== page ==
A Cochrane systematic review by Tyson and Kent25 attempted to determine the effectiveness of upper- or lower-limb orthoses on activity and impairment in people with stroke and other nonprogressive brain lesions. With regard to lower-limb orthoses, they concluded that the overall effect of AFOs on walking disability (speed), walking impairment (step/stride length) and balance impairment (weight distribution in standing) was significant and beneficial based on 14 cross-over trials that looked at the immediate effect of wearing an orthosis. The orthoses used in the studies reviewed by Tyson and Kent24 demonstrate the range of clinically prescribed orthoses for stroke patients: typically custom-made thermoplastic, posterior shell designs that extend to the toes and are either rigid or articulated with a posterior plantar flexion stop. Although pre-fabricated thermoplastic posterior leaf spring AFOs have been assessed for use by persons with post-stroke hemiplegia, they are not recommended where spasticity is present since they provide insufficient resistance and control of ankle-foot equinovarus posturing.14
Communicating the Evidence
More recently the need for diverse forms of research dissemination have been acknowledged as part of the broader concept of knowledge translation.27 Knowledge translation has been defined by the National Center for Dissemination of Disability Research as “the collaborative and systematic review, assessment, identification, aggregation and practical application of high-quality disability and rehabilitation research by key stakeholders (i.e., consumers, researchers, practitioners, policy makers) for the purpose of improving the lives of individuals with disabilities.”28 In contrast, ‘research dissemination’ has the more narrow connotation of spreading knowledge or research through scientific journals and at scientific conferences.27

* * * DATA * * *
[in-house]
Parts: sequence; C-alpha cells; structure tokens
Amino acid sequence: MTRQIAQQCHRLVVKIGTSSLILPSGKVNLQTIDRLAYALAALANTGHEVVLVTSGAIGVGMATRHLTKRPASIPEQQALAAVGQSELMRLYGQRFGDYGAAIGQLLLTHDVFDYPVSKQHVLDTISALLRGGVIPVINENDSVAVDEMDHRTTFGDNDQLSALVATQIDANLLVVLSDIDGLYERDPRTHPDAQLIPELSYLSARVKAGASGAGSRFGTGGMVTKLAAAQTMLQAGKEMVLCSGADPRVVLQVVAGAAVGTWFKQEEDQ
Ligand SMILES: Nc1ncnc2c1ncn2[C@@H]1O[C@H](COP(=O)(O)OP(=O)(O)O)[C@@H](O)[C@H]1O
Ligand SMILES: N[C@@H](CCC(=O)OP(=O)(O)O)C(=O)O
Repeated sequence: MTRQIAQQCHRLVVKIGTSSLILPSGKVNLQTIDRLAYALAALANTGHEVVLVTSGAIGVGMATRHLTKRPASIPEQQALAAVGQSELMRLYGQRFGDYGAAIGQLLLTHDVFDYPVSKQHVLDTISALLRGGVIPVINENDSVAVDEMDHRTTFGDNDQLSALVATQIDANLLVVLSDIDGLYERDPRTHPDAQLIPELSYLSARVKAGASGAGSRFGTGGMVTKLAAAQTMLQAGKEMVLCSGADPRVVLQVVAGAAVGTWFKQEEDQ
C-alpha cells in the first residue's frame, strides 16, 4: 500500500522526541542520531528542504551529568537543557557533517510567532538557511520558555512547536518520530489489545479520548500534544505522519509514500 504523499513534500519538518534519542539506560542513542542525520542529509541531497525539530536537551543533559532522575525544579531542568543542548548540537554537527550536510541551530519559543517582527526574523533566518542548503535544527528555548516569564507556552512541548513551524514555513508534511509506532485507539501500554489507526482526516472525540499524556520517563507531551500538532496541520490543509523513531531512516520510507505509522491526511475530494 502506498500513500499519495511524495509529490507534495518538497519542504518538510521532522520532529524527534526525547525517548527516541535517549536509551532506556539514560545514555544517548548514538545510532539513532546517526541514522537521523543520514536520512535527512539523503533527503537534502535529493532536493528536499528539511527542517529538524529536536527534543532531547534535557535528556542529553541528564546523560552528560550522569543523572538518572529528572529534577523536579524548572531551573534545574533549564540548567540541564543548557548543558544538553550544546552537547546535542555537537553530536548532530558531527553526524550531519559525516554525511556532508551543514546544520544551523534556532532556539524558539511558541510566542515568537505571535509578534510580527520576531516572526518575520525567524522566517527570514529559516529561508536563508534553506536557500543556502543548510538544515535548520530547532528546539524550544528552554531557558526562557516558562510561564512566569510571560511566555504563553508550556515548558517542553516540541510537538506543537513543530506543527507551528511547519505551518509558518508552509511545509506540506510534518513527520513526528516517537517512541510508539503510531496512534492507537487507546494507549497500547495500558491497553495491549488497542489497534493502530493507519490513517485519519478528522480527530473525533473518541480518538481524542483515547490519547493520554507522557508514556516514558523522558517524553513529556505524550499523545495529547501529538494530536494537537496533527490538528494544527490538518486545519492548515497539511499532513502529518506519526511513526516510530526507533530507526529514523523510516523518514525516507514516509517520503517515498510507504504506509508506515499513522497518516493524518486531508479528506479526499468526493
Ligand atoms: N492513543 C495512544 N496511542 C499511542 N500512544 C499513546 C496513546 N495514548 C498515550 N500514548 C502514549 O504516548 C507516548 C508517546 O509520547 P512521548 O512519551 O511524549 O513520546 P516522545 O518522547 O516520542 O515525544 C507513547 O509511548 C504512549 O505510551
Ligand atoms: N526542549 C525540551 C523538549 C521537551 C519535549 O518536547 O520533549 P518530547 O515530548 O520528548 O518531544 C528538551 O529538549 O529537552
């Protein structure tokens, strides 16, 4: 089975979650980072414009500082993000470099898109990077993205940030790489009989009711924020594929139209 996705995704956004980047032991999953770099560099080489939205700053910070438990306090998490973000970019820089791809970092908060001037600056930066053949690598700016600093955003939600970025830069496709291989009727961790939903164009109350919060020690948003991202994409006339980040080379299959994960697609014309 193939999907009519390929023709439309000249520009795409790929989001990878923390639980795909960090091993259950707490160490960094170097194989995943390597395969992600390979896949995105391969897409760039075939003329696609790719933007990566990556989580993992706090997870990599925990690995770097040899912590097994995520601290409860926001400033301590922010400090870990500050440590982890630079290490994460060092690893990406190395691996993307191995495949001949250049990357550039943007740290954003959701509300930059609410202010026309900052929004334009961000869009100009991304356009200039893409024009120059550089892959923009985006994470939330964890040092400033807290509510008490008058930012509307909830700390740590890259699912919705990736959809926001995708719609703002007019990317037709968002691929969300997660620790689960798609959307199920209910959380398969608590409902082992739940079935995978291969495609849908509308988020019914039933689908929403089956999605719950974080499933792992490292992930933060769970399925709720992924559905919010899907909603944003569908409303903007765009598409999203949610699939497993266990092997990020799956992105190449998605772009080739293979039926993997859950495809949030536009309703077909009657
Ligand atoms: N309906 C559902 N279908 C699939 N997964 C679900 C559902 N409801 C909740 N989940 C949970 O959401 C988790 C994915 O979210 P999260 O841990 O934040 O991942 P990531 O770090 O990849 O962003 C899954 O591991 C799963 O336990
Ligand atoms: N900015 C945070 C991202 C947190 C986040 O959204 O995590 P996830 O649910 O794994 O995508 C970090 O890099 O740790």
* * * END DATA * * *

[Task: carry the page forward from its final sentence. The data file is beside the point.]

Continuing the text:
It has been acknowledged that a gap exists between those who produce research and those who must ultimately apply it to improve the lives of persons with disability29, 30 leading to ineffective communication of research findings31-33 and a perceived lack of timeliness and relevance of the research findings by clinicians.29,30, 34 Furthermore, clinicians often lack the time and critical appraisal skills required to review and synthesize complex research findings.31,35,36 Hence, different dissemination approaches are needed to effectively communicate research findings to different stakeholders.36-38 The American Academy of Orthotists & Prosthetists (AAOP) and the American Orthotic & Prosthetic Association have engaged in activities aimed at facilitating knowledge translation, including providing a continuing education course on this topic (Certificate Course on Orthotic Management of the CVA/Stroke Patient) and sponsoring the publication and dissemination of an Evidence Note on the use of AFOs in the management of stroke.39 An evidence note provides a brief, plain language summary of the available evidence on a particular topic and typically involves systematic appraisal of the most up-to-date secondary literature.40 The evidence note on the use of ankle foot orthoses in the management of stroke39 provides a condensed four page summary of some of the material included in the 273-page ISPO consensus conference report.14 Both of these documents may be freely accessed on line (Table 3). Similarly, publications such as Lower Extremity Review provide another important forum for disseminating research findings to a wider audience.
These various syntheses of the literature provide evidence that AFOs should be considered in the management of stroke by providing important evidence of the efficacy of these devices for that patient population. However, the evidence remains at an insufficient level to fully inform clinical practice, and many crucial questions remain unanswered. Clinicians still need to know the best type of orthosis to prescribe, for whom they should be prescribed, the optimal time to prescribe an AFO, how long they should be used, the adverse effects, and the factors influencing acceptability and adherence to their use.25 It is particularly important that these factors are investigated in the long term, as most patients are prescribed an AFO for long-term use. Additionally, it has been recommended by the ISPO consensus conference on Orthotic Management of Stroke Patients14 that advances in future research will require agreed-upon standards of terminology and definitions; clearly defined biomechanical design, materials and components of the orthoses; and well-controlled, multidisciplinary, multicenter research. It was further suggested that the ‘good practice points’ recommended in the ISPO report should be used as a basis for research priorities.14